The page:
Dividend Stocks vs. an Interest Income Retirement Portfolio

Dividend stocks can increase in value while providing steady income.
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Cash flow is an important component of a retirement portfolio, and either dividend stocks or interest income investments can provide investors with a steady flow of payments to help cover living expenses. But there are several differences between dividend stocks and interest income investments. Whether one or the other is right for a retirement portfolio really comes down to how much risk the investor is willing to take to achieve the income he needs.

Ownership vs. Creditor

When an investor owns stock in a dividend-paying company, each share represents a partial ownership stake in the company. The dividend he receives from the company is his rightful share of the company profits that are distributed on a regular basis to its investors. Interest income investments, such as bonds and bank CDs, are essentially loans an investor makes to a corporation, a government entity or a bank. In return for the use of an investor's money, the bank, government body or corporation promises to pay a fixed rate of interest on the loan and return the initial investment at a specified date.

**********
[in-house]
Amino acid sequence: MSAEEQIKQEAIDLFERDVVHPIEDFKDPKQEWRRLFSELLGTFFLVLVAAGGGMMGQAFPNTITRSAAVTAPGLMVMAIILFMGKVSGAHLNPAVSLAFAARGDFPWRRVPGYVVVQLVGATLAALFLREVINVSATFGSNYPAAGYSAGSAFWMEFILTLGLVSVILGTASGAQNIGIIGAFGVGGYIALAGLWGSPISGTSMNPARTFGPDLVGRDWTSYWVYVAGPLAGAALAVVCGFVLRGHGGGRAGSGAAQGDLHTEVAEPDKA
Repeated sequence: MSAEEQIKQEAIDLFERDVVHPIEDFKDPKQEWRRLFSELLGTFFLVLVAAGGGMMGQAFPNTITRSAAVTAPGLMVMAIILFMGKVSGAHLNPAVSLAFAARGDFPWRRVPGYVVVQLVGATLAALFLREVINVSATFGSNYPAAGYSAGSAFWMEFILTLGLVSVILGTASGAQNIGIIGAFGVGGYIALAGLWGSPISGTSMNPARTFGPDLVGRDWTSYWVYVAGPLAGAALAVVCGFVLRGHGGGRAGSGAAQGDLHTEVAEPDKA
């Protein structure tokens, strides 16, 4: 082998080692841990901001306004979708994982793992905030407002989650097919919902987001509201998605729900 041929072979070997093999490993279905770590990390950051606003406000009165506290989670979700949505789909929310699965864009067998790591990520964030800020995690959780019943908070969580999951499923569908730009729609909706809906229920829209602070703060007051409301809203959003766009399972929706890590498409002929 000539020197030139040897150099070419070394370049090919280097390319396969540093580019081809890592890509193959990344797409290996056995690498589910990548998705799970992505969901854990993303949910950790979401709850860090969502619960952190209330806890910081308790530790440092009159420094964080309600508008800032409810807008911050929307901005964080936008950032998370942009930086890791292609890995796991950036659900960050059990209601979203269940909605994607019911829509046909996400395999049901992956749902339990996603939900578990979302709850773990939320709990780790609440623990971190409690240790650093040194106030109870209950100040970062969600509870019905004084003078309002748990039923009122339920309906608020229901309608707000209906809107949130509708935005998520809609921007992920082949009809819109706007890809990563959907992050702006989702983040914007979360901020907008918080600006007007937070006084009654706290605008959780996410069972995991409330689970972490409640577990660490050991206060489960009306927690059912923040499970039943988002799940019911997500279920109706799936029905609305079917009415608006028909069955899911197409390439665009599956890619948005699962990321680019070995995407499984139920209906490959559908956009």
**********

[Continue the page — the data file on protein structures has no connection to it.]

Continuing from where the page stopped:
Rate of Return

Dividend stocks generally pay a higher rate of return than bonds and bank CDs, but that is because investors assume more risk when they venture into the stock market. The value of dividend stocks could go down. Bonds and bank CDs, on the other hand, are likely to hold their value. But while interest income investments such as bonds -- especially U.S. government bonds -- and bank CDs are considered to be safer investments, they also pay the lowest rates to investors.


Dividend stocks provide a retirement portfolio two ways to realize a return on investment. Owners of dividend stocks stand a better chance of having their income keep up with inflation. Successful companies tend to increase their dividend payments over time, and as share prices rise the value of the stock is greater. Interest income investments are more vulnerable to the negative effects of inflation. Bond interest and CD rates are usually set in stone for many years and the payments could lose their purchasing power. As prices of goods and services increase, the income from interest investments will not be able to buy as much.

Seniority Status

Bond investors and bank CD owners are guaranteed to receive the interest checks they were promised when they bought the bond or CD. Dividends are not a sure thing. A company's board of directors can decide to either reduce or completely eliminate a dividend payment to shareholders. However, the company's bondholders will still get their checks in the mail. If a company files bankruptcy and liquidates its assets, bondholders get paid first. Dividend stock shareholders get what's left, if anything.

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